Restaurant: John Gerber [1, 2, 3]
Date: May 22, 2015
Cuisine: New American
Today’s Sauvages lunch is a lunch in honor of late Co-Poobah Steve Levin. It’s graciously hosted by Paul at at his beautiful home in Flintridge. This event is held outdoors in memory of the Zinfandel barbecues that Steve would hold for our group every summer at his home (it being Paul’s idea to maintain this fine tradition). To that end, we always enjoy a few Zinfandels at this lunch in addition to the theme wines for the lunch. The annual lunches at Paul’s home always rate very high on the scales for ambiance, camaraderie and food quality.
The main wine theme: This year, as it has been the past few years for our lunch at Paul’s, our primary wine theme will be “Grenaches of the World”, in this case from the 2006 and older vintages (the older the better). Just to be clear, “Grenaches of the World” means any Grenache or Grenache-based blend (at least 60-70% Grenache), as long as it is rated 93+ by a reputable critic, and is from the 2006 or older vintage. Grenache-based wines from Australia, California, Washington, Priorat, Chateauneuf-du-Pape, Sardinia (called Cannonau) or any other parts of the world are fair game as long as the wine has a qualifying score.
This California style building isn’t the house itself, but the amazing top of the integrated cellar.
2012 Progeny Mount Veeder Trinity Blanc. Interesting blend of Roussanne and Marsanne.
Inside the upper level of the cellar where staging occurred.
2003 Brewer-Clifton Chardonnay Ashley’s Vineyard. VM 91. Medium yellow. Smoky, lower-toned nose offers dried fruits, baking spices and leesy traces. Superconcentrated and creamy but with bright acids leavening the wine’s sweetness. The broadest and longest of this set of chardonnays on the back end, but finishes with a slight youthful aggressiveness.
agavin: Golden yellow, quite enjoyable, but by Burgundy standards oxidized for its age and not going to last much longer.
Grilled crab claws with avocado mouse.
NV Billecart-Salmon Champagne Brut Rosé. VM 92. Pale orange. High-pitched red berry, orange zest and jasmine aromas, with suave mineral and smoky lees notes adding complexity. Spicy and precise on the palate, showing very good punch to its strawberry and bitter cherry flavors. Opens up smoothly with air and picks up a bitter rhubarb quality that lingers onto the long, tightly focused finish. This bottling showed more brawny character than many past renditions of this cuvée, but with no lack of vivacity.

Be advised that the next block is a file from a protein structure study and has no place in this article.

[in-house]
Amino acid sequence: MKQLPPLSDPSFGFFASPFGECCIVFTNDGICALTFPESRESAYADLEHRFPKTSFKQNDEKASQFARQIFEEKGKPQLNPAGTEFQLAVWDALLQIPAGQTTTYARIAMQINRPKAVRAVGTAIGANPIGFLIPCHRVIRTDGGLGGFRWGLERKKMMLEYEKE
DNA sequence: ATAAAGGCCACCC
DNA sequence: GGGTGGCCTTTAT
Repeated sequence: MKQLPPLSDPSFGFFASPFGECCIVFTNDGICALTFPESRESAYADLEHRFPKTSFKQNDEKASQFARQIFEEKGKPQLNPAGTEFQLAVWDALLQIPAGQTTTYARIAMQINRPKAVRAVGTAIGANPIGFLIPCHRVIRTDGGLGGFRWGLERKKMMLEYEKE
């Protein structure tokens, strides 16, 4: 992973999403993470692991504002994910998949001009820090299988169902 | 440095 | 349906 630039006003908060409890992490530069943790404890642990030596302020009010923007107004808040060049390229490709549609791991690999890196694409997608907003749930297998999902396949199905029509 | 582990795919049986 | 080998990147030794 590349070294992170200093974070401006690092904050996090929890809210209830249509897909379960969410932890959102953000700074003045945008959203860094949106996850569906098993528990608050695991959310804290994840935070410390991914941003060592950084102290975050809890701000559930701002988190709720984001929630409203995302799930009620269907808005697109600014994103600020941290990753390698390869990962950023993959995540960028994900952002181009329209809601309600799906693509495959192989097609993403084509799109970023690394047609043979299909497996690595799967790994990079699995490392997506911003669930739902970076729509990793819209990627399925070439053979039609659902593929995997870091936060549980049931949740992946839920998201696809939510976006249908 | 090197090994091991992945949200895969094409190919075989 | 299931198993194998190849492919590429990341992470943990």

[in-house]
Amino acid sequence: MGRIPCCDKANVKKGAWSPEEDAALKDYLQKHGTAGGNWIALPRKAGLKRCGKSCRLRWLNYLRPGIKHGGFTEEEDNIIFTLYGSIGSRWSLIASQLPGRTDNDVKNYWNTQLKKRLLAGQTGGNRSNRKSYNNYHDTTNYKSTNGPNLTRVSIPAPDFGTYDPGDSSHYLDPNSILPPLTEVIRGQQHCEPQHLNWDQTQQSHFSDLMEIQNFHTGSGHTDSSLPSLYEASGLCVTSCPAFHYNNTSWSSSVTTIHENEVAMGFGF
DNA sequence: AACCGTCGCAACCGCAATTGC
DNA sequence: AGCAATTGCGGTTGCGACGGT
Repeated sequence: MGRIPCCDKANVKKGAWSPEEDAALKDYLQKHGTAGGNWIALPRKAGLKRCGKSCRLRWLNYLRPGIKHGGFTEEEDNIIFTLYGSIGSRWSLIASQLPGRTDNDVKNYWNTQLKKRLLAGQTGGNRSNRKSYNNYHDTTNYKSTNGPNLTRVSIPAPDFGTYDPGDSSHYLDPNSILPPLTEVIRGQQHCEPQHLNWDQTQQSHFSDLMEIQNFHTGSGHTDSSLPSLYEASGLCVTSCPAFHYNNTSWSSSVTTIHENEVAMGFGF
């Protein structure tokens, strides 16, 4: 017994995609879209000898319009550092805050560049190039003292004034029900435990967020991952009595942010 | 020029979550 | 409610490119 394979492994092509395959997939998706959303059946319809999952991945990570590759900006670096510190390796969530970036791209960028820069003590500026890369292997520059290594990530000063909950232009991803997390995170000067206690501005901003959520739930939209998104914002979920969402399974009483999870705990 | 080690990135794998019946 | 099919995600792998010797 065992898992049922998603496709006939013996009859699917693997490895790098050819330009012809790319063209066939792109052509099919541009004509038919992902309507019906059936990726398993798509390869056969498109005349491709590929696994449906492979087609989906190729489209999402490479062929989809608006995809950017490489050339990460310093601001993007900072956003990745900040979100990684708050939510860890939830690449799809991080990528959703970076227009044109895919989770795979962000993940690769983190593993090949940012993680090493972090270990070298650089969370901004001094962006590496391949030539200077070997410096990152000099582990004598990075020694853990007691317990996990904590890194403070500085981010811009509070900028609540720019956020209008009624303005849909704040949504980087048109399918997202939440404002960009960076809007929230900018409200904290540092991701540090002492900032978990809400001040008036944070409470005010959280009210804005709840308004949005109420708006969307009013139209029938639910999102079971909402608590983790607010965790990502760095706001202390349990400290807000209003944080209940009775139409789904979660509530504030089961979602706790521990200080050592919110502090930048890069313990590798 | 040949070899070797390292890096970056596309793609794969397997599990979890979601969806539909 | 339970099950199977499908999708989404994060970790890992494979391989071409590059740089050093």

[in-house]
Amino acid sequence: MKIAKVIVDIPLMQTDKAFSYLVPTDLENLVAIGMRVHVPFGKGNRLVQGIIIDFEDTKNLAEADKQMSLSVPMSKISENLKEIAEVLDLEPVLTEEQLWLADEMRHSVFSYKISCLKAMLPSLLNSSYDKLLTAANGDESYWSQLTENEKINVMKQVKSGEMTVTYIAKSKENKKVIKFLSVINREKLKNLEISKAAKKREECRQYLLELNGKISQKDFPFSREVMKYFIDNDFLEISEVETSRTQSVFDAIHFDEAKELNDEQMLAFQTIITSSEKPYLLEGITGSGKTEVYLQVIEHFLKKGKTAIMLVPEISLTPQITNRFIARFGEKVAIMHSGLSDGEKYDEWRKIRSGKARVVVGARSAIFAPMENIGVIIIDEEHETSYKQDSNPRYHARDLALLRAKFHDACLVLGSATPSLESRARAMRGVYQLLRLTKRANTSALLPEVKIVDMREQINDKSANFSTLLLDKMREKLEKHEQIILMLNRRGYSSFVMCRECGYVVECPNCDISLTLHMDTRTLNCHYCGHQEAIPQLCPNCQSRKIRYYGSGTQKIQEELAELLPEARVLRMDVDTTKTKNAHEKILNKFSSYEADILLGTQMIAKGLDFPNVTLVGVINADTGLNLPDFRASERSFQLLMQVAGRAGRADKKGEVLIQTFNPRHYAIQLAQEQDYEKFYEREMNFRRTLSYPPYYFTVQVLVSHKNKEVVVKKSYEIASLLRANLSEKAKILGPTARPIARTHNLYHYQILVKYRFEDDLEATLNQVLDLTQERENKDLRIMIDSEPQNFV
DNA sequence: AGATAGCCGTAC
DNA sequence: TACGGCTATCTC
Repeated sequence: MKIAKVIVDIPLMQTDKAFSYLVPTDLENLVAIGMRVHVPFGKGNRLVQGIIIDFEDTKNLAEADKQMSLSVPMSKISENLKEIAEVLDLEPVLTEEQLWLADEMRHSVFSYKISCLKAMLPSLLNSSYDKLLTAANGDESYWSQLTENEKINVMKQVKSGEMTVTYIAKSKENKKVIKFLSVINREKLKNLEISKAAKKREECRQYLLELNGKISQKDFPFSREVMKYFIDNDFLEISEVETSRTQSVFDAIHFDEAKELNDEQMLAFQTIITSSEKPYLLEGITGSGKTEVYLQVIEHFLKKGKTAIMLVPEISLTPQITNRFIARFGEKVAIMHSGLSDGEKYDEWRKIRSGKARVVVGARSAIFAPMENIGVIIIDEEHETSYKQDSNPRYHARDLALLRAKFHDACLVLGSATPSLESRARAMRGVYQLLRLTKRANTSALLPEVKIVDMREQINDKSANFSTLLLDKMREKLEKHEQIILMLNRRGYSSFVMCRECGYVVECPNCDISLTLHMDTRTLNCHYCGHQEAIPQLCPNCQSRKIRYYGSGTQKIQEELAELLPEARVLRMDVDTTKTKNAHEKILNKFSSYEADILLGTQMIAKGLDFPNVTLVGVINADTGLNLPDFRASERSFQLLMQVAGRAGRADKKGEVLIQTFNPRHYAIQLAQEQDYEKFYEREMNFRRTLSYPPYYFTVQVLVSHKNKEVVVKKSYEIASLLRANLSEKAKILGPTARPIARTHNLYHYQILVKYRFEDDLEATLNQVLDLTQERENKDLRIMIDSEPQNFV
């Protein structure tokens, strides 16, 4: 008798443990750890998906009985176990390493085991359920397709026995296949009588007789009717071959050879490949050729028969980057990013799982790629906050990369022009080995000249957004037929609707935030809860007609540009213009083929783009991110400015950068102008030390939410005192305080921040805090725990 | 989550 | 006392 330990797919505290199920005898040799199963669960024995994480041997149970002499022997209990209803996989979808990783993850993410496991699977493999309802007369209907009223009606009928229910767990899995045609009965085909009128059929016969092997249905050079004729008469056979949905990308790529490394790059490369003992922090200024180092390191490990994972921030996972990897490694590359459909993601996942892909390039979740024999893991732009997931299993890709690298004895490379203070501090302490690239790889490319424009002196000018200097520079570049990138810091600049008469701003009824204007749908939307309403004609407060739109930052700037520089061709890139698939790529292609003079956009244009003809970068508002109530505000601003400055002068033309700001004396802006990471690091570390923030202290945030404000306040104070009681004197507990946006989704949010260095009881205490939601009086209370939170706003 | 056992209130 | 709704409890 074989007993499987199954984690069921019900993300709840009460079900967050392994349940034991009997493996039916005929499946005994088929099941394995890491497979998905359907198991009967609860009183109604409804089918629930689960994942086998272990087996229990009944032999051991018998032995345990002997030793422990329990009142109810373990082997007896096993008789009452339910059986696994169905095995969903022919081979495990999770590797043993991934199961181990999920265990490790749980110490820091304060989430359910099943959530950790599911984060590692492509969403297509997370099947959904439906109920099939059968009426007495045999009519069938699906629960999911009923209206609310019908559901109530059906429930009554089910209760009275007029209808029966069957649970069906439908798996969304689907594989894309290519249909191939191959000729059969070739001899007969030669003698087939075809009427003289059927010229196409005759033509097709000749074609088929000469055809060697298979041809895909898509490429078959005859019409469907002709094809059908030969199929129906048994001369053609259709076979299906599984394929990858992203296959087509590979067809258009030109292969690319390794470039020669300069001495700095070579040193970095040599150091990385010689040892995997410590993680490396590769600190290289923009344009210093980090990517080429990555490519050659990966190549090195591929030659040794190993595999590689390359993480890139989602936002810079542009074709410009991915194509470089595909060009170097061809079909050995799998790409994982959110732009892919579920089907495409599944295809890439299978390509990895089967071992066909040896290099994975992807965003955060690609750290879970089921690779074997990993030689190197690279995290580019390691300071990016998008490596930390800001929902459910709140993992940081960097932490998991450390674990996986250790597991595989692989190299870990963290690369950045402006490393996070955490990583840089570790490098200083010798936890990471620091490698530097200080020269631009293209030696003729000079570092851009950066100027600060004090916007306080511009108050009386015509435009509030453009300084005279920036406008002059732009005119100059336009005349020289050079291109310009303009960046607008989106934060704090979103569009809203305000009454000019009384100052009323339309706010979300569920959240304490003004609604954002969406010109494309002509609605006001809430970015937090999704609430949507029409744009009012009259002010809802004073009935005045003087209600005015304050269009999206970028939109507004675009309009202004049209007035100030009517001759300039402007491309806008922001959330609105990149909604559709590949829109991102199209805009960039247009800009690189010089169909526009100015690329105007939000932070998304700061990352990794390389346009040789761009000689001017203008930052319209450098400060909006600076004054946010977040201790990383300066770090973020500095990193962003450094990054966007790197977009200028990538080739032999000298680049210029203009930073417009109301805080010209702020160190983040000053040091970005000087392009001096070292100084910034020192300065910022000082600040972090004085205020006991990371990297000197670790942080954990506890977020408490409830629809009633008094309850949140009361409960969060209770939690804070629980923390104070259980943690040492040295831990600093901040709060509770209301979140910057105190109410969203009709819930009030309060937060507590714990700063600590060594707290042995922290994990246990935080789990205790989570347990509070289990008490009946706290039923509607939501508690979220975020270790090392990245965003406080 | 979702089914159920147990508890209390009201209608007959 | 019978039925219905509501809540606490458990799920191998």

Grilled peaches wrapped in prosciutto with gorgonzola.
The pool patio where we dined.
On the left is our chef, John Gerber, formerly of the French Laundry! On the right is our host Paul.
A lot of the food used the wood burning oven.
2003 Pierre Usseglio Chateauneuf du Pape Cuvee de Mon Aieul. Parker 97. Deep, layered and rich, the 2003 Domaine Pierre Usseglio & Fils Chateauneuf du Pape Cuvee de mon Aieul is comprised almost all of Grenache and always comes from three lieux-dits: La Crau, Guigasse and Les Serres. Aged all in tank and showing none of the negative traits of the vintage, it has a rich, meaty bouquet of semi-mature red and black fruits, wild herbs, melted licorice, dusty minerality and roasted beef. Full-bodied, gorgeously pure and seamless, with solid underlying structure and a core of sweet fruit, it is a brilliant wine. I don’t see any upside to holding bottles, yet given the balance, richness and mid-palate depth, it should continue to hold for another 5-8 years and certainly drink nicely well past that.
2001 Domaine de la Mordoree Chateauneuf du Pape Cuvee de la Reine des Bois. Parker 100. More youthful and backwards, the 2001 Chateauneuf du Pape Cuvee de La Reine des Bois has been incredibly consistent for me and always comes in near the top of the scale. Black raspberry, blackberry, wood smoke, licorice, crushed rock-like minerality and smoked beef are just some of the nuances here, and it hits the palate with serious levels of fruit, thrilling structure and blockbuster length. It still needs another handful of years to hit full maturity, but its off-the-hook good today (assuming you’re not completely against tannin).